- I'm sure he's a great interview. I'm sure you have many a conversation when you're quiet. I also noticed the cat ear is on your headset, which is pretty cool as well. - [Tara] Oh, he's literally turning off my camera. Okay, you don't have to be so good about it.
- This is why we do this show live, Tara. It's so that you can try to push us to our limits and see if there's ever a breaking point and we're not gonna get to that, I promise you. Thank you so much for being with us. You're gonna be with us for a while today, I appreciate that. And before we dive into the news, I gotta ask you, because that title on your business card, not only is it a long one, I'm sure, I gotta know what it's about and what you do on a day-to-day, not only with of obviously on the Xbox side, but also on the Game Accessibility Conference, because your world is definitely way more fun than mine. - First off, your world is also very, very fun, so don't put yourself down like that, but yeah, it is a lot and it's a very long title.
So within the worlds of gaming at Microsoft, at Xbox, one of our business units is the Xbox Game Studios and that is all of the different independent studios who make all of our video games. They get published under Xbox. And so, I work with all of those studios to help them make their games as accessible as they can be. And so, it's learning, it's teaching, it's consulting, it's running a champs program, a little bit of everything. And I'm really lucky 'cause I get to work with some really amazing teams.
But when I'm not doing that, yeah, I'm the co-director of the Game Accessibility Conference and that is a conference that happens twice a year, once in the U.S., once in the UK fully dedicated to just teaching devs about accessibility and disability in the video game space. And that's the putting together a whole event, which you run a TV show, you understand how hard this is. - Tara, hi, it's Steven here.
And I just wanted to ask you about your feelings about other companies like Sony, because of course we've been hearing a lot about adaptive controllers, Sony, Xbox, of course, very similar, what Sony's bringing out to what Microsoft did over a year ago, what's your take on that and what's your feelings about that level of development we're seeing bringing in accessibility into more games companies, into more companies generally releasing games? - I think it's absolutely amazing. One of the things I love about the controller that Sony is releasing, which I have pre-ordered, because I wanna check it out and I wanna play with it, is that it's not the exact same as we built the adaptive controller. We have always talked about, hey, this was our go, but it's not perfect and we want to continue our accessibility journey and it's great to see another company building a controller that's trying to reach the same goal of inclusion of people with mobility disabilities. And they solved it in a different way. So now there's so much that we can learn from each other, but it also means there's more choice for consumers. And when you get to make a choice and pick the product that works best for you, that's when you're gonna have the best experience.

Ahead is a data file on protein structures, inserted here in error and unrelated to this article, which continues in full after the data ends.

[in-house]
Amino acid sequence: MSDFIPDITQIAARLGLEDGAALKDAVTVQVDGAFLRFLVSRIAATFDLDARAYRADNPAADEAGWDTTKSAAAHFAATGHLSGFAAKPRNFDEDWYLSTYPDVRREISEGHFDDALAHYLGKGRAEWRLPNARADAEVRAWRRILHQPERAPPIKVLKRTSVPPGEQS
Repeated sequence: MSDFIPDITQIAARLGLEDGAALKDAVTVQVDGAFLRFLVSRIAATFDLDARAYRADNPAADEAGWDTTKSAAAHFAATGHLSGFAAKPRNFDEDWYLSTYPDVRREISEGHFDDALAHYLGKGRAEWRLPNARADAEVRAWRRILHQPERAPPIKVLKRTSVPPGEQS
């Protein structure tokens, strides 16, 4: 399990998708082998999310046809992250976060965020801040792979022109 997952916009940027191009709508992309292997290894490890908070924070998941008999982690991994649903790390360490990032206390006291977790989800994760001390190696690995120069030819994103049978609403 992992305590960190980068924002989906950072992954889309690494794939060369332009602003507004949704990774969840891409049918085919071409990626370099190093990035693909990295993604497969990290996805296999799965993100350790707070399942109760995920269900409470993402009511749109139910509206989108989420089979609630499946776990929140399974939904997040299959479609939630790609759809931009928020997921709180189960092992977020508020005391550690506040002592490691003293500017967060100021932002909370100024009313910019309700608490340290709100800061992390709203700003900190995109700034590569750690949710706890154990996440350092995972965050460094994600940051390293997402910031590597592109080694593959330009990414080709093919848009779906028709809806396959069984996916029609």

So I want more of these controllers, 'cause there was also the Nintendo released one that came out I think via Hori, so it's not quite the same, but the fact that there are now multiple controllers that you'll be able to choose from, I think is amazing, 'cause if you would've asked me five, six years ago, like, "Oh, do you think there'll be multiple accessibility controllers available?" I probably would've laughed at you, I didn't see it coming. This is fantastic and I want more. - No, absolutely. I think so, it is often good at this point, especially with you here, Tara, to kinda stop and take stock a little bit.
So for people who don't live and breathe gaming, and I'm one of those people to be perfectly honest and there are reasons for that and we'll get into that later. But I want you to tell us if you can, where we're at at the moment with accessible gaming in 2023? - Right now we are at this sort of watershed moment. We are seeing more accessibility for more companies in more games at a higher level of investment that we've ever seen before. So we are on a peak of exponential growth in the industry. And I'm saying here today, wow, there's so much accessibility that didn't exist even a couple years ago. I'm sure that I'll say the exact same thing two years from now, oh my goodness, there's so much accessibility today that didn't happen a couple years ago.
We're seeing new hardware, we're seeing new options in game, we're seeing even just gaming events being more physically accessible to gamers with disabilities. And all of this is still relatively new as a phenomenon. - Why do you think it is that it's moving so fast in this particular area? Because if you look at everything else in the world and you look at, whether it's consumer hardware or just the world in general, it seems like it's always little baby steps and we're always having to force the subject. But gaming, at least in my perspective, and I'm kind of with Steven where I'm not a hardcore gamer, but my son is. The amount of stuff we're hearing about accessibility in gaming, whether it's the gameplay, whether it's people like Steve Saylor or just it's in our face more and more, which is phenomenal. But why so fast? Because it feels like it's taken decades to even bring up this conversation, what's changed? - I think the biggest thing is that game developers are trying to create experiences for everyone to enjoy.